It’s not all mashed bananas. Well. Not if you’re lucky. You have to admit the average baby menu is pretty depressing. Especially now, as more young mothers consciously avoid packaged food. Take out the pretty boxes and jars, with their admittedly addictive contents, and you’re left with dal, ragi and squishy porridge.

Fortunately, Chennai’s popular Mallika Badrinath has got into the game, with her recent book, Infant Foods. As it turns out, all it needs is a little imagination (and a lot of know-how) to jazz up junior’s food. With a popular TV cookery show, 28 published recipe books and three grandchildren, Mallika’s put all her experience together to make mealtimes for babies more fun.

The book, a simple but earnest affair, begins with advice for parents, followed by solicitous information graphics, such as a box demonstrating what to feed the baby every month. In an attempt to make this as practical as possible for modern mothers, it includes pre mixes that can be made and stored in advance: rice flakes with roasted gram, puffed rice with peanuts, parboiled rice with green gram dal. Then come the march of millets: sprouted ragi, bajra and jowar.

That’s not all. She also explains how to make a range of nutritious porridges with carrot, sago and red rice porridge. Soups made of almond, pumpkins and local vegetables like the ubiquitous ‘chow chow’. And finally, at eight months, the solid food: red rice, dal and ragi rotis, pongal. She’s not forgotten how much babies love dessert: egg custard with mashed banana and oat-date kheer sweetened with jaggery.

Married at the age of 21, Mallika says she didn’t cook till she moved to Chennai with her husband. “We lived in a joint family in Salem before that. With my father’s four brothers and their families. Almost 25 people in all. So there was a cook, and he had an assistant,” she says, adding that she was, however, fascinated by recipes.

“There were no television cooking shows then. Everybody used to have their own recipes written in notebooks. I used to copy them by hand… No photostat then,” she laughs. By the time she was married she had ten notebooks filled with recipes from her grandmother, mother and aunts.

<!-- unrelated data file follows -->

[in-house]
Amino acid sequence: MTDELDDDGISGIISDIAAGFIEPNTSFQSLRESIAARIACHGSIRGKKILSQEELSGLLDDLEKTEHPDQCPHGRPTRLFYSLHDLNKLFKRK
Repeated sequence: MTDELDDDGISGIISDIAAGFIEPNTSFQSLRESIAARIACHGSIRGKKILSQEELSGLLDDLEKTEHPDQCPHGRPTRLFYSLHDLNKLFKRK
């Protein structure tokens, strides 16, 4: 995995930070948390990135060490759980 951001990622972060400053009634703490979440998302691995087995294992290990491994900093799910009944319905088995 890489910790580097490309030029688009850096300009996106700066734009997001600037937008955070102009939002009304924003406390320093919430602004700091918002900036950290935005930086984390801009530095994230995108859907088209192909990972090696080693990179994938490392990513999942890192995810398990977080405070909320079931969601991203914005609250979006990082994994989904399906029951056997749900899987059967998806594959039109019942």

“I started cooking in Chennai, and after a while I found it difficult to look through all my books each time I wanted a specific recipe. So I finally decided to put all the gravies together in one book. When my husband saw me writing it, he said, ‘why don’t we publish this and give it to our friends’. They decided to print and sell it at cost price. “They were ten rupees each. And within three months I sold 1,000 copies of the book. This was in 1988, and people loved ‘hotel recipes’ then. Things like palak and butter paneer. Or vada curry. So those were the dishes I wrote about.”

She’s written one book a year since then. “All vegetarian. Except for one book I did on eggs. My father had a poultry farm. So although our joint family was vegetarian, we could cook eggs in the bed room. We had a small stove there.”

With more than 3,500 recipes, she decided it was time to dedicate a book to babies. “When my daughter-in-law had her first child, I realised how many people give their children ‘sathumavu’ here. It’s a traditional mix of healthy sprouted flour. So I went through my books, where I had taken down my grandmother’s recipes and it gave me more ideas.”

Her main focus has been on combining foods for maximum nutrition. “I made up a lot of the recipes, based on traditional principals. Cereals combine with pulses and legumes to give a perfect balance of protein and amino acids. You increase the value of flour by sprouting it. Then it must be roasted for good aroma and flavour. It’s an easily digestible form of protein, and the vitamin value increases tremendously.”

(Infant Foods is available in Chennai at book stores, and some department stores.)